Astana was exactly what we expecting – an amusement park of a city with obscene glassy buildings in abnormal shapes and shocking colors, where the ability to catch the eye trumps character or quality or rather where audaciousness becomes the new regional definition of quality. Nonetheless, it is an interesting city that started as a small village, and is now an artificial capital growing exponentially with new buildings and infrastructure popping up daily but without the population to fill them.
Of course such a hasty and brazen display of wealth can only match it’s main objective, and here it is no different: While the exteriors appear pristine the interiors of these newly constructed wonders may already be crumbling. Indeed the building in which we stayed was only a few years old but the walls were already cracking through to the outside and the facilities were generally looking worn beyond their years. Despite the best attempt at a display of wealth, the buildings failed upon a close inspection.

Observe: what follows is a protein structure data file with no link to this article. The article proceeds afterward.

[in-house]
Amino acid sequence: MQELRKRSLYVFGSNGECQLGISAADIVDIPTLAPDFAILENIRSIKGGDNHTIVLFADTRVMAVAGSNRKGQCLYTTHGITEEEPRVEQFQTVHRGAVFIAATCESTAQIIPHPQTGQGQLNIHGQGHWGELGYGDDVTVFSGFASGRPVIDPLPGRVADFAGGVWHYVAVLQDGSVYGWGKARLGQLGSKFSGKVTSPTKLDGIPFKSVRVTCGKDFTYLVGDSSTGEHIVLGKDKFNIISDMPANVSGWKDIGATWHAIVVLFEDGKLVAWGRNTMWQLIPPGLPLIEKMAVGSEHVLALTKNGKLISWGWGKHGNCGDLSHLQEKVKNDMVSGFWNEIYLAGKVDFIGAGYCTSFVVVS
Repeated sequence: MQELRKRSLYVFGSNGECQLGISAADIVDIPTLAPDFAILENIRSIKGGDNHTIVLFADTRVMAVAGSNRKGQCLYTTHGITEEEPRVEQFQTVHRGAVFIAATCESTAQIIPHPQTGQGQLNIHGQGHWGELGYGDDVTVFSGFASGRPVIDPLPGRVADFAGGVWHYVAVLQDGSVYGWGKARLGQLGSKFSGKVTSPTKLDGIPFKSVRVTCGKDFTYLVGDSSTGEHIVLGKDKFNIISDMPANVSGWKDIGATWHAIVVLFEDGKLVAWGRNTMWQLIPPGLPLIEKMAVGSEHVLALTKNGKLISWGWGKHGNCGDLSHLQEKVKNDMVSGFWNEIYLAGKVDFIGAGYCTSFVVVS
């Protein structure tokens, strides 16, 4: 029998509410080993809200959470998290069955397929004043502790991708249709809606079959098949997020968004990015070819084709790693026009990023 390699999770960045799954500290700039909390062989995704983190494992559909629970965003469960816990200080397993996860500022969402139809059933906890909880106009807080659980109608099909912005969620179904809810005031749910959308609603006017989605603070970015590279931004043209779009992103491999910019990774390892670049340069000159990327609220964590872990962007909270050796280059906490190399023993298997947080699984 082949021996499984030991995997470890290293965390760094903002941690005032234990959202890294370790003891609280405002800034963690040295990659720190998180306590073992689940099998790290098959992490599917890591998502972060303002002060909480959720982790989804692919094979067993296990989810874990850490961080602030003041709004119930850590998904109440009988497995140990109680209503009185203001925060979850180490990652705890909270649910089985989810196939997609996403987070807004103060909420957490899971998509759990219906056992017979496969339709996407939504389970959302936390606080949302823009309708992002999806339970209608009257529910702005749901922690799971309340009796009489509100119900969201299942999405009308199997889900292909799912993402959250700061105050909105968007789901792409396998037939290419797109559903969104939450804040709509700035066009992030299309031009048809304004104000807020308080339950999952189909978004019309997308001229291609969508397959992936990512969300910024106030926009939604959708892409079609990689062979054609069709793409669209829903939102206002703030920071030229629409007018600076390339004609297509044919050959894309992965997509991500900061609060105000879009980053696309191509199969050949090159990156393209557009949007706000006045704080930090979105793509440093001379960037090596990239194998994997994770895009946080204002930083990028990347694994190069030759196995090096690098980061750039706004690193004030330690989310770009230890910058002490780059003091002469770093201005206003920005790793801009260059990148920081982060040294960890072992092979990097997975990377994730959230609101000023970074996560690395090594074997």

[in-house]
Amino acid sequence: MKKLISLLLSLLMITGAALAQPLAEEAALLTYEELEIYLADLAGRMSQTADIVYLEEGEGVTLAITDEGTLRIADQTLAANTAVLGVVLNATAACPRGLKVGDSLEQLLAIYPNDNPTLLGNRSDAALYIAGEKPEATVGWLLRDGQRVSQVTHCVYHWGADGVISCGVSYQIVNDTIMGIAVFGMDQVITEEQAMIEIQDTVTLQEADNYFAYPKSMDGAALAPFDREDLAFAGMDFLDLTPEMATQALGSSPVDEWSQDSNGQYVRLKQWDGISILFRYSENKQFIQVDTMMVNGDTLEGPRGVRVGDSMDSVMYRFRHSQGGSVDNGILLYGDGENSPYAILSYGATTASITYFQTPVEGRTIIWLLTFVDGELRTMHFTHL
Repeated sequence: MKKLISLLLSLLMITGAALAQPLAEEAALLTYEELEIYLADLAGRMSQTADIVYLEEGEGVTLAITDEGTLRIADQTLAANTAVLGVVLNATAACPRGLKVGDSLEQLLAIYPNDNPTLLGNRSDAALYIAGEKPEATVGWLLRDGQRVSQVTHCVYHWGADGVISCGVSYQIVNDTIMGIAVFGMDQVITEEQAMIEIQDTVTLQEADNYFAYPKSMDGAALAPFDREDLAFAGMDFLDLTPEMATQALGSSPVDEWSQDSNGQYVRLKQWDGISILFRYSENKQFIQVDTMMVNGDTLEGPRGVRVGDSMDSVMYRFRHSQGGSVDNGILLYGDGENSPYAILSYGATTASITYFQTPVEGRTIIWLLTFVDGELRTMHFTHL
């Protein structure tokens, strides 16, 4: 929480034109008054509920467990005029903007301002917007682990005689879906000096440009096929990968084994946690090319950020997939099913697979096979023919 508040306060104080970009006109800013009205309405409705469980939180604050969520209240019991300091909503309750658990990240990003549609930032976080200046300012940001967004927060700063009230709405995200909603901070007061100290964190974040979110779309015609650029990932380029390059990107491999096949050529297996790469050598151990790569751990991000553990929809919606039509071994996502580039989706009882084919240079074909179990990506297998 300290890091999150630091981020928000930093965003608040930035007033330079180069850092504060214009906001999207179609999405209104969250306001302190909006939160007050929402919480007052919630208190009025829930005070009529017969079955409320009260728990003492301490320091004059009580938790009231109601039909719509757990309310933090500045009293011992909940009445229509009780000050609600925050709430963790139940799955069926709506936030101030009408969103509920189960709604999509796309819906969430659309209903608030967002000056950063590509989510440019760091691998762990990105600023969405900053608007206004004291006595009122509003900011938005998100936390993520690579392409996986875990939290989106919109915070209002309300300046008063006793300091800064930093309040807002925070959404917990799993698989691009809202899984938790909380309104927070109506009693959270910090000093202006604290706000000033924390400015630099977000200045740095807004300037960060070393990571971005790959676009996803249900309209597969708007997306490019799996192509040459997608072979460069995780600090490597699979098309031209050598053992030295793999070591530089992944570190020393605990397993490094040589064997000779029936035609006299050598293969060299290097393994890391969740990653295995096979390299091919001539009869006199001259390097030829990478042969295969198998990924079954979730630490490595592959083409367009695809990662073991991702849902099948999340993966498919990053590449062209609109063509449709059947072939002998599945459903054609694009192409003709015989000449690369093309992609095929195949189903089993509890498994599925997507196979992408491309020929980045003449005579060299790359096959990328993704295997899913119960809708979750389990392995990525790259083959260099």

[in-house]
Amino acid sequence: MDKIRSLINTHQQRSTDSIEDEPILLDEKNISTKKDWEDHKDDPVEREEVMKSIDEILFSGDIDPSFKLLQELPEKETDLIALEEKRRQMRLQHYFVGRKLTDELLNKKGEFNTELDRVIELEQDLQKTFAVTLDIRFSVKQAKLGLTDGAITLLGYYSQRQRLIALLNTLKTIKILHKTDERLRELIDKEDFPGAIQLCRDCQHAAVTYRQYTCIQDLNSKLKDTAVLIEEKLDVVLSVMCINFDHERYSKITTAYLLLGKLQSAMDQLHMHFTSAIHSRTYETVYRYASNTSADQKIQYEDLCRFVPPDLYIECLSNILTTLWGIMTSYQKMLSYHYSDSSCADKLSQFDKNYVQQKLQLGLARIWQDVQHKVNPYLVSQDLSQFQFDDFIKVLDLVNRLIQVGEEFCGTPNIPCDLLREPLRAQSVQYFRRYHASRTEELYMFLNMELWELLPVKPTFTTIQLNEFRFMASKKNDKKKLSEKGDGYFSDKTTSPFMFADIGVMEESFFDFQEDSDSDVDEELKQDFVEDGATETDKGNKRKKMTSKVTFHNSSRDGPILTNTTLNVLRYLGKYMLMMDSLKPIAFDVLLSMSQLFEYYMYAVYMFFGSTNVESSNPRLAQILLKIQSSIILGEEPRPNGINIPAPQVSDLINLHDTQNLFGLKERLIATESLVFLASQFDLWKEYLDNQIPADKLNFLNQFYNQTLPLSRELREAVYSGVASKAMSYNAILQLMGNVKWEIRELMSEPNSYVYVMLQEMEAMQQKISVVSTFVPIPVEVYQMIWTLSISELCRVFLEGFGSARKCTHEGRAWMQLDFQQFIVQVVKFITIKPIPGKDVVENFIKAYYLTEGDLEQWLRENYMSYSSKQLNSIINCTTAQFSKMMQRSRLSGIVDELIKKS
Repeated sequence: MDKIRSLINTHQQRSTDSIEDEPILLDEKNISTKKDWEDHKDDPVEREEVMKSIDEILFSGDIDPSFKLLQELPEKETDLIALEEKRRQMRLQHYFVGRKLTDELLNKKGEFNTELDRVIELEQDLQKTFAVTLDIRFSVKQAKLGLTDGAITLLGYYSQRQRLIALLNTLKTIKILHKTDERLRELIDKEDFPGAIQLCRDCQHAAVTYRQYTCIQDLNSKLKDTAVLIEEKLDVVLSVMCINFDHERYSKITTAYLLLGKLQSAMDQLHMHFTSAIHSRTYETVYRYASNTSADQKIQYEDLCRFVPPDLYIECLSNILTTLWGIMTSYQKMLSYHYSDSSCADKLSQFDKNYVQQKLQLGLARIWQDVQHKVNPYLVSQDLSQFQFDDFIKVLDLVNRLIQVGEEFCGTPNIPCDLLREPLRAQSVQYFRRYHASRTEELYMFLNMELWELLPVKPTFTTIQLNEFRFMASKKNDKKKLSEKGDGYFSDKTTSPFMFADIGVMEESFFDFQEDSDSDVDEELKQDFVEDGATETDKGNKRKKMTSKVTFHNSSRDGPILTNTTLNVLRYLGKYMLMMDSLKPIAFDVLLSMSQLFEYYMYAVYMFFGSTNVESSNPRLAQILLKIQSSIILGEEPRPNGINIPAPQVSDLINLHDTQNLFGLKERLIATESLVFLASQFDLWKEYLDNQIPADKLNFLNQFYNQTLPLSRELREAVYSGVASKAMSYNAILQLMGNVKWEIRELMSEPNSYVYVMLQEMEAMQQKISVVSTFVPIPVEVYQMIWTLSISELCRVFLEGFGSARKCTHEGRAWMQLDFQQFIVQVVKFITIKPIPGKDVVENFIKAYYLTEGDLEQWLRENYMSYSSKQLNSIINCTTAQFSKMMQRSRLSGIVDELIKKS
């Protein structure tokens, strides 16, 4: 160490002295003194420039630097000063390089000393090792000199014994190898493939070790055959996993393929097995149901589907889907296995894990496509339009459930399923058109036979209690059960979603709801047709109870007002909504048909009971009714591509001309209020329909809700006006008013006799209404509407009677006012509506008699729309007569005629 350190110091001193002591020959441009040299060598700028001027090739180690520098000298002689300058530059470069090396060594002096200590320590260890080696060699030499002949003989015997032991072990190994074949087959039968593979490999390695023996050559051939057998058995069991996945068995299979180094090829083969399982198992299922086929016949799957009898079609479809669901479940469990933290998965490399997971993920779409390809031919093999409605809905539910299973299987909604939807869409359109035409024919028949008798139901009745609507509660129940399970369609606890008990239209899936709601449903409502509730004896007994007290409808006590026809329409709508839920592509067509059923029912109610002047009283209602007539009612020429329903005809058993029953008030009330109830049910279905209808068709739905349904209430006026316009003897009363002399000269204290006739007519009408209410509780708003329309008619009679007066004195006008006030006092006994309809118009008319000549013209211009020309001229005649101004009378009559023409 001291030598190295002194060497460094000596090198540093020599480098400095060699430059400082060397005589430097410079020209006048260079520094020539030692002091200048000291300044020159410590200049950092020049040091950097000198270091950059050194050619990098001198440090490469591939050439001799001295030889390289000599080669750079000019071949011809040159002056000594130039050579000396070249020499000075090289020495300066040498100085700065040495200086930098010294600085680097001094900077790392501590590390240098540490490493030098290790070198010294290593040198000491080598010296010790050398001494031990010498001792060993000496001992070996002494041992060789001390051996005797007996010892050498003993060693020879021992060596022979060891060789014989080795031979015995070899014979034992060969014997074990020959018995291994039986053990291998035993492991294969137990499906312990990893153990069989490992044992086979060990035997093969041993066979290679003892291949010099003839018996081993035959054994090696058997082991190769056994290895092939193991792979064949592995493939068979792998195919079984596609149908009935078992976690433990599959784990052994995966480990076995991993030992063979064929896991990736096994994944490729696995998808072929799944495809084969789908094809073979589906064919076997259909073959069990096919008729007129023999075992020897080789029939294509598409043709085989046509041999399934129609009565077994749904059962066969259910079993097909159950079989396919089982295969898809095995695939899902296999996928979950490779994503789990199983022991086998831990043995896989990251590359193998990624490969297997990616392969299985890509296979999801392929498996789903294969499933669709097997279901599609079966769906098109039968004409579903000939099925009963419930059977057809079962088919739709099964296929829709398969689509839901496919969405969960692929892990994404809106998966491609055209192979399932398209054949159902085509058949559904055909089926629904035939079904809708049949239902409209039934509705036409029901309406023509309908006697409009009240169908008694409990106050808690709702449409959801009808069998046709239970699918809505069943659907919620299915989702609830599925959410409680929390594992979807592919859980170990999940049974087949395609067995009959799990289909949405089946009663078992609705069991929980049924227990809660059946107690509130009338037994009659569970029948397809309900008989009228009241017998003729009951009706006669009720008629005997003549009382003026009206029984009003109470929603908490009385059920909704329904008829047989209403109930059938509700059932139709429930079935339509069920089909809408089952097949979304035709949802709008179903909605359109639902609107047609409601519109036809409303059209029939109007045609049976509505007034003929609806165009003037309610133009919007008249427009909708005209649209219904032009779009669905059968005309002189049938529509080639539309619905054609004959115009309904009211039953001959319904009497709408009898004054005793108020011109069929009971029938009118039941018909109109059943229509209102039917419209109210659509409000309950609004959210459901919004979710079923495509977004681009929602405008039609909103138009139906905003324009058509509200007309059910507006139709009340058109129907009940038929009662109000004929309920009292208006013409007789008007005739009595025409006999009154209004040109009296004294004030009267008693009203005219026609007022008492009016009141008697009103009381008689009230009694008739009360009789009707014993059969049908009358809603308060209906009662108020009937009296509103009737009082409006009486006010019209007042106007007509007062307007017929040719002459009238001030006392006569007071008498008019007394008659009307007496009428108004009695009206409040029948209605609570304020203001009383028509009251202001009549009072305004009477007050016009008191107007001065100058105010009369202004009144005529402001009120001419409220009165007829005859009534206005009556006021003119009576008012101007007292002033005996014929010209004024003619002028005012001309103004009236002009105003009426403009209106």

During our stay in Astana, we also were told that many of these bright shiny new buildings remain unoccupied but that at the same time city rent prices are increasing fairly dramatically each year. This seems odd, especially given the government’s desire to build this former swampland into a world class capital, but at least in this case the desire for high rent luxury apartments has defeated the need for people to fill them. Perhaps in this case what matters most is not that the apartments are filled, but that they have the appearance of being occupied. Here, appearance is everything – it is like Vegas on the outside and a warehouse on the inside, but to the locals it is Vegas.